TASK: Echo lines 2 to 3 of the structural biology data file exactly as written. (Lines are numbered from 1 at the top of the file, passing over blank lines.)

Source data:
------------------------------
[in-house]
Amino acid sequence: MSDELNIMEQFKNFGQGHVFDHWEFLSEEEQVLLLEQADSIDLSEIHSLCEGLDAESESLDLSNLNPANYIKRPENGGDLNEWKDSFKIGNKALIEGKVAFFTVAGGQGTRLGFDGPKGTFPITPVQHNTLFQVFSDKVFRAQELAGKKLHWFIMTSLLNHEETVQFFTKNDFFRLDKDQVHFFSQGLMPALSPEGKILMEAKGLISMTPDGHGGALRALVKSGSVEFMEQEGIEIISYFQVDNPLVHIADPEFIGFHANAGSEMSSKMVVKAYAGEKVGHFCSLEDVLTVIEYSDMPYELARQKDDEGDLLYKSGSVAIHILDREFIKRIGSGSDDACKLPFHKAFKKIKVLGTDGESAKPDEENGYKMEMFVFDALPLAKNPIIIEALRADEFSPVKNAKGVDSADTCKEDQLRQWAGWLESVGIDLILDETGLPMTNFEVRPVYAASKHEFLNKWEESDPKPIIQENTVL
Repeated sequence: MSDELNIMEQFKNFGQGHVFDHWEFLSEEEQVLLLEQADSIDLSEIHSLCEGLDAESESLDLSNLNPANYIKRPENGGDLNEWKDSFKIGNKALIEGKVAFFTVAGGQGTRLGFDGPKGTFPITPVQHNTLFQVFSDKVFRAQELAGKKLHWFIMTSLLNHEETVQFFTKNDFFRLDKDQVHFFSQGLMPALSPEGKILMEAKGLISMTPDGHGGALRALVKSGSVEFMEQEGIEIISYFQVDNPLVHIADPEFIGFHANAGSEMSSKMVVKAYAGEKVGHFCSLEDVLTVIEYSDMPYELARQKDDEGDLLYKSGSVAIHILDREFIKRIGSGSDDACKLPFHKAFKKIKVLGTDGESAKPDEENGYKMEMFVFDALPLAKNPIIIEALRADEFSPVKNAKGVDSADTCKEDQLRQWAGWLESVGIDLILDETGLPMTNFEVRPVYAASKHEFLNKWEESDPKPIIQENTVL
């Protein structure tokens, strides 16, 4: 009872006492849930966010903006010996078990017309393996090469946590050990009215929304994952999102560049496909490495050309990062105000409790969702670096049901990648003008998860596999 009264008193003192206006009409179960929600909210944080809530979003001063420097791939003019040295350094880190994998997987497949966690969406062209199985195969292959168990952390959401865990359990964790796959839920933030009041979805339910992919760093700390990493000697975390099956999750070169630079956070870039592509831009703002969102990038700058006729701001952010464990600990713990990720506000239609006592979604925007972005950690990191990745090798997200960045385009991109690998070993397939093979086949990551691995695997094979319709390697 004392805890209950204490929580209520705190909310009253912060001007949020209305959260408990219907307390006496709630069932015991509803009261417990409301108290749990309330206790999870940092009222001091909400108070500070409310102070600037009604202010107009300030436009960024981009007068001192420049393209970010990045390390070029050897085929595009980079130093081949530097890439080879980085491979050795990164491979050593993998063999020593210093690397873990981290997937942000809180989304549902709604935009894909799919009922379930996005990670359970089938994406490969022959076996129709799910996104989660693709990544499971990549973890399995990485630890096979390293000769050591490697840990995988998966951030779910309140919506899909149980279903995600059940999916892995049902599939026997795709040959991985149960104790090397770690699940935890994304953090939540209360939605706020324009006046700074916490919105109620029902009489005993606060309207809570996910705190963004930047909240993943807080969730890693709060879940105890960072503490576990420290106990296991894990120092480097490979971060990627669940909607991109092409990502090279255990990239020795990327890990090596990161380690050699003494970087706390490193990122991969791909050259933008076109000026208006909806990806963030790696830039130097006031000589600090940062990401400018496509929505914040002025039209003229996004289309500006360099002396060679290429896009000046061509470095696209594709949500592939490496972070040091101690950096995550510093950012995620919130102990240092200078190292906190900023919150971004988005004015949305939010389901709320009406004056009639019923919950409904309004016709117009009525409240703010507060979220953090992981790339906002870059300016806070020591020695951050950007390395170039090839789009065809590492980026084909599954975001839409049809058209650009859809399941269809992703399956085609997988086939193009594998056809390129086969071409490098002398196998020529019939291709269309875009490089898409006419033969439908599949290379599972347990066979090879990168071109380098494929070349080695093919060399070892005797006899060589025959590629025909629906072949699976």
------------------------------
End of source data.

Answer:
Amino acid sequence: MSDELNIMEQFKNFGQGHVFDHWEFLSEEEQVLLLEQADSIDLSEIHSLCEGLDAESESLDLSNLNPANYIKRPENGGDLNEWKDSFKIGNKALIEGKVAFFTVAGGQGTRLGFDGPKGTFPITPVQHNTLFQVFSDKVFRAQELAGKKLHWFIMTSLLNHEETVQFFTKNDFFRLDKDQVHFFSQGLMPALSPEGKILMEAKGLISMTPDGHGGALRALVKSGSVEFMEQEGIEIISYFQVDNPLVHIADPEFIGFHANAGSEMSSKMVVKAYAGEKVGHFCSLEDVLTVIEYSDMPYELARQKDDEGDLLYKSGSVAIHILDREFIKRIGSGSDDACKLPFHKAFKKIKVLGTDGESAKPDEENGYKMEMFVFDALPLAKNPIIIEALRADEFSPVKNAKGVDSADTCKEDQLRQWAGWLESVGIDLILDETGLPMTNFEVRPVYAASKHEFLNKWEESDPKPIIQENTVL
Repeated sequence: MSDELNIMEQFKNFGQGHVFDHWEFLSEEEQVLLLEQADSIDLSEIHSLCEGLDAESESLDLSNLNPANYIKRPENGGDLNEWKDSFKIGNKALIEGKVAFFTVAGGQGTRLGFDGPKGTFPITPVQHNTLFQVFSDKVFRAQELAGKKLHWFIMTSLLNHEETVQFFTKNDFFRLDKDQVHFFSQGLMPALSPEGKILMEAKGLISMTPDGHGGALRALVKSGSVEFMEQEGIEIISYFQVDNPLVHIADPEFIGFHANAGSEMSSKMVVKAYAGEKVGHFCSLEDVLTVIEYSDMPYELARQKDDEGDLLYKSGSVAIHILDREFIKRIGSGSDDACKLPFHKAFKKIKVLGTDGESAKPDEENGYKMEMFVFDALPLAKNPIIIEALRADEFSPVKNAKGVDSADTCKEDQLRQWAGWLESVGIDLILDETGLPMTNFEVRPVYAASKHEFLNKWEESDPKPIIQENTVL